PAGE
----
Where to turn when a loved one tries to take their life

REAL CHANGE: Guiding Their Way Back Support Groups send the message to all people affected by a suicide attempt that they are not alone.Suicide is a major issue of community concern throughout Australia and in the Hunter.
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More than 3000 people take their lives each year in Australia and this issue is getting more attention. But what is less known and less talked about, is the number of people who attempt suicide each year and the affect that this behaviour has on those individuals and loved ones who care for them.

As a conservative estimate, more than 65,000 Australians make a suicide attempt each year. These individuals can experience a range of physical, psychological, emotional and social challenges following the eventand are at much higher risk of a further attempt or death by suicide.For a person who has attempted to take their life, the days and weeks following the event can be stressful and emotional.

But, it’s important to note, that it is also a difficult and emotional time for those who love and care for the person. Feelings such as anger, fear, shock and questioning why the suicide attempt has occurred are commonly experienced by close family and friends. While there has been progress on ensuring better supports for people after a suicide attempt, like the Way Back Support Service being run between Hunter Primary Care and the Calvary Mater Hospital, less focus locally or nationally has been given to supporting families, friends and carers.

We know that for many people with health or mental health problems, most of the practical and emotional day-to-day support is provided by family and friends. The same is true for those who are recovering from a suicide attempt, yet partners, parents, sibling, friends and colleagues are largely left unsupported.

Family members often have a list of unanswered questions about the suicide attempt, how to navigate the myriad services and professionals in the community that support suicidal individuals.

After a national consultation with people who had attempted suicide and their loved ones, the Hunter Institute of Mental Health has worked with local service providers andcommunity members to design and pilot a new approach to support those who need it.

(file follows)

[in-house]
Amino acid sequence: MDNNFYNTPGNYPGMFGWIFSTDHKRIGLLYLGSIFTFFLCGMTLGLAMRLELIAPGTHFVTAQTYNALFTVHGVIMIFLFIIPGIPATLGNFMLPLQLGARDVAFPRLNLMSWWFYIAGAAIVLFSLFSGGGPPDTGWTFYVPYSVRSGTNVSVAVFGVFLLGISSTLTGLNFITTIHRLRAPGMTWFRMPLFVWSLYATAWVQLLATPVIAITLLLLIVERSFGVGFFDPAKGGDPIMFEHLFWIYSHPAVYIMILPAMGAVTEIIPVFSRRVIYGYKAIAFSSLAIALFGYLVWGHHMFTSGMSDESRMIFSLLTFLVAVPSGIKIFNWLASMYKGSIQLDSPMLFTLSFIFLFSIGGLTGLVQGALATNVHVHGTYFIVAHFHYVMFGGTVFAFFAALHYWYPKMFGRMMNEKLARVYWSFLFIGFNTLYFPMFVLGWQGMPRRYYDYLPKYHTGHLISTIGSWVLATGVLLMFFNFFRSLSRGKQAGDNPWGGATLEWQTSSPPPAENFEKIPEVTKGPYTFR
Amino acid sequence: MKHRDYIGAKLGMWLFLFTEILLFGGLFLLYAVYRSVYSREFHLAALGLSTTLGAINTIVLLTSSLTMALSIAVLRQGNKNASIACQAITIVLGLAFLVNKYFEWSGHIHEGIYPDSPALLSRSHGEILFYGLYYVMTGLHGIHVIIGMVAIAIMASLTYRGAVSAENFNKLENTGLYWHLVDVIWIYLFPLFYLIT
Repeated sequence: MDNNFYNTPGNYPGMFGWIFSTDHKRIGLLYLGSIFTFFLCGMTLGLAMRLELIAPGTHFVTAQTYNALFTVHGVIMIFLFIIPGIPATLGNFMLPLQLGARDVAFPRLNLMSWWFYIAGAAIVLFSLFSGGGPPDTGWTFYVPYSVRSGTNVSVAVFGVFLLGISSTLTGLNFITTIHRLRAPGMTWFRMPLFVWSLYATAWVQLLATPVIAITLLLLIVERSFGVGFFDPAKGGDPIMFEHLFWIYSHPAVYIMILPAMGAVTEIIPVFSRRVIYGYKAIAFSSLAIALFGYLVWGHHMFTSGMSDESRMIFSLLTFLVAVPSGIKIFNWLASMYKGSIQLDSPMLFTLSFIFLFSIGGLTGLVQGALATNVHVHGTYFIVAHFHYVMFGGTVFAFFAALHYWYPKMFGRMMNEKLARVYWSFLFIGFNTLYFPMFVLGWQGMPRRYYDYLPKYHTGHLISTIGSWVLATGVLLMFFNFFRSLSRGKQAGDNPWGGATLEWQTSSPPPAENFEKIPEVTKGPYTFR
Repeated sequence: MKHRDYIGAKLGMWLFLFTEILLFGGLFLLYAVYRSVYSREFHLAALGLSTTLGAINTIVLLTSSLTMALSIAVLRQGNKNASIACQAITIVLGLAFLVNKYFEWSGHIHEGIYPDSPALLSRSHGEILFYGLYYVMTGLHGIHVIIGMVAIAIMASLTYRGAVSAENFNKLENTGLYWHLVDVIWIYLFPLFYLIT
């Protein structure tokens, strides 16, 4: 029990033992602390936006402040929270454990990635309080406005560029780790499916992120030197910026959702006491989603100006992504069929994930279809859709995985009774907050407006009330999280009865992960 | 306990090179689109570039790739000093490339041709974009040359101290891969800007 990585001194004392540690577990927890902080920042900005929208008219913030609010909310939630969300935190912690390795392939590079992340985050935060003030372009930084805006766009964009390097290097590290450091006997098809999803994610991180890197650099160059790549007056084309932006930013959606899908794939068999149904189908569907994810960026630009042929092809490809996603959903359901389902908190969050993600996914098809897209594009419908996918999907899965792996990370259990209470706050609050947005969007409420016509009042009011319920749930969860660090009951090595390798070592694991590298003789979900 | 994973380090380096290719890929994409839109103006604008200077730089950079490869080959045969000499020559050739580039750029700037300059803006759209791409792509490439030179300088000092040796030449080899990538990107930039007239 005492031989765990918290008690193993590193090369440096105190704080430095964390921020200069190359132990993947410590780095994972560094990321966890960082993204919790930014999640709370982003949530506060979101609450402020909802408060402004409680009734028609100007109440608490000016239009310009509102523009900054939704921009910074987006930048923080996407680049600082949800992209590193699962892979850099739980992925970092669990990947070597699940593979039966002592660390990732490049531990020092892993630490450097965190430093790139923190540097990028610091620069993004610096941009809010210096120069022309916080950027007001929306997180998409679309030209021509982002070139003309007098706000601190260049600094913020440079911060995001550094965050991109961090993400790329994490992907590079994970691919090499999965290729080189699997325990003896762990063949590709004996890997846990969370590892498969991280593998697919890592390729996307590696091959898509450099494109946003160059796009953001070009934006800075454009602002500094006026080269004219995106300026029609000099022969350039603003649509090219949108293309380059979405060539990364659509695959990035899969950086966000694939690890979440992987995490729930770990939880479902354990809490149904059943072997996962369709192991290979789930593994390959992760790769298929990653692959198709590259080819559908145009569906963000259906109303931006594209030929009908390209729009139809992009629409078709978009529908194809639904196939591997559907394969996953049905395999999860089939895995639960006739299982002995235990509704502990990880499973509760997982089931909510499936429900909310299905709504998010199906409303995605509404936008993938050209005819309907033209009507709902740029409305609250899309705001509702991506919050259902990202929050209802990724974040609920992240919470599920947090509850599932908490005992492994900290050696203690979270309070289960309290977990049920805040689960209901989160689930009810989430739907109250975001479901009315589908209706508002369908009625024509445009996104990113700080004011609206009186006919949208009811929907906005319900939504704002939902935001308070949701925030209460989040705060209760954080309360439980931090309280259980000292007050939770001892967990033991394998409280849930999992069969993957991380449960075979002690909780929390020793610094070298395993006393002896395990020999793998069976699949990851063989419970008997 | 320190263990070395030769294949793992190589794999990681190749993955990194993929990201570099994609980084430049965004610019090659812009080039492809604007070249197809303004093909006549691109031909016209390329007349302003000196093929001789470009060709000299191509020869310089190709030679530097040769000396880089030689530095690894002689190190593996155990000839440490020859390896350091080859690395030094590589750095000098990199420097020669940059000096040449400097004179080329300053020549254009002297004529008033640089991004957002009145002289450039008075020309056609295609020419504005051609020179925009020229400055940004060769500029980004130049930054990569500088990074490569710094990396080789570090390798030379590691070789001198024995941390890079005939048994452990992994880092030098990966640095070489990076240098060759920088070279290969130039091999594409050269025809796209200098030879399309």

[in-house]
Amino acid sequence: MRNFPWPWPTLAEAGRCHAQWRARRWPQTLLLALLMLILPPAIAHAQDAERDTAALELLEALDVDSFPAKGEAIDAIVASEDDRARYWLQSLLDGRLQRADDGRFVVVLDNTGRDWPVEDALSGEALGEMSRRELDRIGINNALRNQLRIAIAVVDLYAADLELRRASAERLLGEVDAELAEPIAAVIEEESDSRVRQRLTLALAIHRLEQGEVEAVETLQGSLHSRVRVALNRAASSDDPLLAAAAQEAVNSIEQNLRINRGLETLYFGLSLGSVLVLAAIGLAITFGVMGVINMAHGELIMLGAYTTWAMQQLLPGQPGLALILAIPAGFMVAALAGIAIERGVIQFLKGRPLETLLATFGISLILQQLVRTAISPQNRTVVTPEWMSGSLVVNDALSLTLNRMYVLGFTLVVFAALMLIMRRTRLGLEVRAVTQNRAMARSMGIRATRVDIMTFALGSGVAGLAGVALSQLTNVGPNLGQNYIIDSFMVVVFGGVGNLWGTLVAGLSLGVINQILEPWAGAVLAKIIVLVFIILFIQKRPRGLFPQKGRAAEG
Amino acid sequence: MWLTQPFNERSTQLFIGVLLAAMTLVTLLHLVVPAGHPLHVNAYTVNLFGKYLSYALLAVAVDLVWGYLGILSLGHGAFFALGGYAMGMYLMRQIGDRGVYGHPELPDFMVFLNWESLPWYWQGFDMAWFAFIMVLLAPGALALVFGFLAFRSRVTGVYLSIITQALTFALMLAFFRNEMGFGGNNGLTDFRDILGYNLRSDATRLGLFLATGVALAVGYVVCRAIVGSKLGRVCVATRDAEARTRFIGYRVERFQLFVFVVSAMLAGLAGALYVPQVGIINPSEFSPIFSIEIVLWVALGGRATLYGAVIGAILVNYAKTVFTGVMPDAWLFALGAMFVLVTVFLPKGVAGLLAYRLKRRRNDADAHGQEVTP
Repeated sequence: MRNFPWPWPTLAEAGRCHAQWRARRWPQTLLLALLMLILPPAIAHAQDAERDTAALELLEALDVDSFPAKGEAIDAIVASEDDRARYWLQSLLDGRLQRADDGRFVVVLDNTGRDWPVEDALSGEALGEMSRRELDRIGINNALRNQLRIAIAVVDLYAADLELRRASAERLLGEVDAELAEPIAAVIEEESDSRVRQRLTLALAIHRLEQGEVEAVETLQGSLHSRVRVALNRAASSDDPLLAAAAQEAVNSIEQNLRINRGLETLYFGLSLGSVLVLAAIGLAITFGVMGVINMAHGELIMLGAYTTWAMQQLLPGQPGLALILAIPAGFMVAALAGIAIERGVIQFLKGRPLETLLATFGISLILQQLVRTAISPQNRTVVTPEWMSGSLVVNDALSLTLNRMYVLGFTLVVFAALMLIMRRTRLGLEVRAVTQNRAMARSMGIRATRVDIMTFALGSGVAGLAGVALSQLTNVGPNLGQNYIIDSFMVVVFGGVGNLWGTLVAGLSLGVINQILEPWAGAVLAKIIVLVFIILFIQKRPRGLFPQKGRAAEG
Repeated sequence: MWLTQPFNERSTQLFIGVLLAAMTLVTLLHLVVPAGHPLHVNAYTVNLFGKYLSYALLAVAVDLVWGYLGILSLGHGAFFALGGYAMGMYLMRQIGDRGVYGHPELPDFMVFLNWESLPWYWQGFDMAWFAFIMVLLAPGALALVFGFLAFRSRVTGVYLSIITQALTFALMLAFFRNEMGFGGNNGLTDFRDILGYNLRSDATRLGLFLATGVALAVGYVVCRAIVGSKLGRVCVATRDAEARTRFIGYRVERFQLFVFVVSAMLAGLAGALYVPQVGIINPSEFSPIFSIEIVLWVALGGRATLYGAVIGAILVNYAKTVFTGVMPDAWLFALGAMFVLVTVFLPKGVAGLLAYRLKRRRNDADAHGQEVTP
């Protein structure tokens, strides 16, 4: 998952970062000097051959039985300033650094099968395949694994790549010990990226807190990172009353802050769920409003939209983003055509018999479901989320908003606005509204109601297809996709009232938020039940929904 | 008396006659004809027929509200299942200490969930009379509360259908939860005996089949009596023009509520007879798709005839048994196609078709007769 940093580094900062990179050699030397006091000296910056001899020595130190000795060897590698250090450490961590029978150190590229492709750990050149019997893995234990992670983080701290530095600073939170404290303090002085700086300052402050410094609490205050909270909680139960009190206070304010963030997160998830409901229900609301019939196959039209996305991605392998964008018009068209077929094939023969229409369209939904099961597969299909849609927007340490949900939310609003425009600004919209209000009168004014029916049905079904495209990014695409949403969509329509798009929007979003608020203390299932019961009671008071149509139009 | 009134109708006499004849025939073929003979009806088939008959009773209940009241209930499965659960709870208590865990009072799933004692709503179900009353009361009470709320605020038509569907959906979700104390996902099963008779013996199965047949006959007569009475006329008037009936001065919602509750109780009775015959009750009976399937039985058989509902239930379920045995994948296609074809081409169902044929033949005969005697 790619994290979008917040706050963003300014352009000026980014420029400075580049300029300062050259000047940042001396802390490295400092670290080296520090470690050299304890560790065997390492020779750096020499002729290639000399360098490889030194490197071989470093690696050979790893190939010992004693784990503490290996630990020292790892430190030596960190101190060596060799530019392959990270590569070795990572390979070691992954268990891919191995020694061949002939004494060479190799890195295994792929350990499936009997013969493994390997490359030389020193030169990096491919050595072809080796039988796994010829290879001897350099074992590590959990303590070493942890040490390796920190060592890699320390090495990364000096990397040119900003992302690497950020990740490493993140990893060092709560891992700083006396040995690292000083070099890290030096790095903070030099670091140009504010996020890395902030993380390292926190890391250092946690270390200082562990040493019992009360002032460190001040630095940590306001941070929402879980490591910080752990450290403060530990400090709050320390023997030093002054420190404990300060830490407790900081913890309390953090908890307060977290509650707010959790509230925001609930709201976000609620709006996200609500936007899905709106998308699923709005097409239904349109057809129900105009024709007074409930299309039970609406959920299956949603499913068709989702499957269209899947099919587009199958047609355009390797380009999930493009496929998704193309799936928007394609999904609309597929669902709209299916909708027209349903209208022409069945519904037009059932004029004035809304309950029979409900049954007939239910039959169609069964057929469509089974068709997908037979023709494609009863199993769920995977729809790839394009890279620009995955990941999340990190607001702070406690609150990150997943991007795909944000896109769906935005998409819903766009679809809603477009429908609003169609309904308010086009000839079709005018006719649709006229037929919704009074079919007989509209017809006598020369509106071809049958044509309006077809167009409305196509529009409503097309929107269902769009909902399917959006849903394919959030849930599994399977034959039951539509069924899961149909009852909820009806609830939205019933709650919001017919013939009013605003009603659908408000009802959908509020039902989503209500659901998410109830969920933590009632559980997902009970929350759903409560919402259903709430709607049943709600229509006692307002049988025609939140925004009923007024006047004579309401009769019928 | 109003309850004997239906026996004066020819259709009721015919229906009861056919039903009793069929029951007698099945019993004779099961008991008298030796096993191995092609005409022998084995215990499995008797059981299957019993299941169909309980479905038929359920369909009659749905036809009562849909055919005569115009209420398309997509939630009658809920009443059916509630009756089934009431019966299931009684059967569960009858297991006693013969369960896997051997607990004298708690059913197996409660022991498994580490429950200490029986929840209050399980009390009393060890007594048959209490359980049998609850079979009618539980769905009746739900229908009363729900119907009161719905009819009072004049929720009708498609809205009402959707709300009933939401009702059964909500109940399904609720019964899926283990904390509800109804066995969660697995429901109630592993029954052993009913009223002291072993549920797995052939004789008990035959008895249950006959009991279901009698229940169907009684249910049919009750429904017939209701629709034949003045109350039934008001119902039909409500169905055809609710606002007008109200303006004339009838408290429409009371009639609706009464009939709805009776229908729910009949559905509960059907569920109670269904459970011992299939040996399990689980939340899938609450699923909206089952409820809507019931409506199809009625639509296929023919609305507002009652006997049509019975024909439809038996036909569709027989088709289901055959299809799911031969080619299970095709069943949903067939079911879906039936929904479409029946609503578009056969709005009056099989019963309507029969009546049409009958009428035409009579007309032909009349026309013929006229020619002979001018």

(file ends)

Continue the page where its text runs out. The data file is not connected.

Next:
In partnership with Relationships Australia, a new support program is available in Newcastle for anyone who is caring for or supporting someone recovering from a recent suicide attempt.Guiding Their Way Back Support Groups are free for anyone in the community, with the option of a one-off information session or an additional four-week small group program where people can get further information, learn skills and receive support from others.

The program has been designed with people who have real experience of a suicide attempt. It includes skill-building on how to manage difficult conversations with their loved ones, tips on how to care for themselves during this very stressful time, and information on support services. This program will no only provide immediate information and support to family members, friends and carers locally, but will be used as a prototype for a national service.

For information on finding a Guiding Their Way Back Support Group, contact Relationships Australia NSW on (02) 4940 1500. For more details about the groups, visit himh.org.au/GTWBsupportgroups

For immediate help 24/7:Suicide Call Back Service 1300 659 467;Lifeline13 11 14;Kids Helpline 1800 551 800;MensLine Australia 1300 789 978

Victoria Clack is senior project officer at Hunter Institute of Mental Health